If you ask any random person on the street who the healthcare system is built around, they are likely to tell you many things, but very few of them will tell you the system is built around the patient.
But it hasn’t always been this way. Tom Sherlock continues to find brilliant gems of history that show how some of our very first healthcare systems were built to support the right things – mainly the needs of the patient and the community. One example is from the Sisters of Saint Francis of Rochester, Minnesota who chose to adopt the philosophy that “the needs of the patient comes first”. When a tornado struck Rochester, the Franciscan Sisters provided care and saw the need for healthcare. According to their website, one Sister convinced Dr. William Worrall Mayo (Yup, that Mayo) to serve as director of a hospital to be built by the Sisters. They saw the communities need and did something about it.
But think about this for a second. There was never any question as to who should come first when there were healthcare needs in the community. The first question asked was not “how can we maximize volume to increase our revenue?” Nope, these Sisters built their entire system around the needs of the patient. This was natural to them – this was the right thing to do.
In our current system, it is almost impossible to build the system around the patient.
“Elevating the patient to prominence within healthcare is fraught with complications that often have more to do with the US’ historical healthcare fragmentation than the desire to have patients more involved. Primary care, as the largest platform of healthcare delivery in the US is currently being modified through the lens of the patient-centered medical home. This change has helped underscore the central role of the patient and community in healthcare.”
But as I point out above, the problem of fragmentation has not always been present. Where are there opportunities to draw more attention to the patient in our current system?
It seems like the patient-centered medical home (PCMH) is just as good as any place to start. Again, from BJGP:
“The medical home can be the vehicle by which healthcare becomes more patient-centered. Will providers, payers, and policy makers take advantage of this opportunity to extend our knowledge around how we can further engage the patient in decisions that impact their health, or will there be increased resistance from providers who might be threatened by a loss of autonomy or financial risk? After all, the name chosen for this redesign was the ‘patient-centered medical home’ not the ‘provider-centered medical home’.”
It appears that within the context of the PCMH, we have an opportunity to enhance patient-centered care by fostering an environment of respect between that patient and the provider. This environment can allow for patients to be more active and involved in their care; an environment where we may see more “shared decision making” happening.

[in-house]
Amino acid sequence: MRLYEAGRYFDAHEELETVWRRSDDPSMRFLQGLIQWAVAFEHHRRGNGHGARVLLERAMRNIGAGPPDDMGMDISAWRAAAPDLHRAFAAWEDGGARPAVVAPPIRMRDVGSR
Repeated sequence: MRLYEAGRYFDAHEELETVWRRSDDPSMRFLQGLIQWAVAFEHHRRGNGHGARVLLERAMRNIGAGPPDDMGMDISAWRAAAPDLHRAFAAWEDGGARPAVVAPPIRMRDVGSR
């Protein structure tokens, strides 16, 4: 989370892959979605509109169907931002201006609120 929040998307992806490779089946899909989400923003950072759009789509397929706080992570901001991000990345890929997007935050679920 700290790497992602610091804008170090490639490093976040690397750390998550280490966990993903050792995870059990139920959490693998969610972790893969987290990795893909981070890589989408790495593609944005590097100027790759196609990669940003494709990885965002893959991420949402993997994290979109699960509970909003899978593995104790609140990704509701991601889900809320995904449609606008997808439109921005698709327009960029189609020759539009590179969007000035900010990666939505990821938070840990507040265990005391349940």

In a nice summary article on the PCMH, Holly Korda outlines the issue and then asks an important question:
“One of the key features of medical homes is a focus on coordinated, collaborative, continuous care. Primary care practitioners, specialists, nurses, and other health care professionals are expected to work closely together in “flat” teams that discourage medical hierarchy and encourage cooperation, collaboration, team work. This team is supposed to include the patient as an active participant in healthcare decision making. After all, care in the medical home is patient centered … or is it?”
In one summary of the largest national demonstration project on the PCMH, authors conclude:
“The PCMH represents the essentials for better primary care, the improved delivery of chronic care, and active partnership with informed patients synergized by appropriate use of information and communication technology. Nevertheless, the PCMH model is still evolving and will need adequate capital funding from a combination of federal, state, local, insurance industry, and health system sources.”
So while we still have a system built around the wrong things (see here for an example), there do appear to be opportunities to bring our system back to the place where it all started – back to a place where systems were created around the patient, the community and their families. Oh, and did I mention that patient-centered care is associated with decreased healthcare utilization and lower total annual charges? – kind of important in the current healthcare milieu.
Let’s remember the Sisters’ philosophy of “the needs of the patient comes first” in any and all we do in healthcare. This philosophy should come first and drive our conversations, our decisions and challenge us to create the system we all deserve.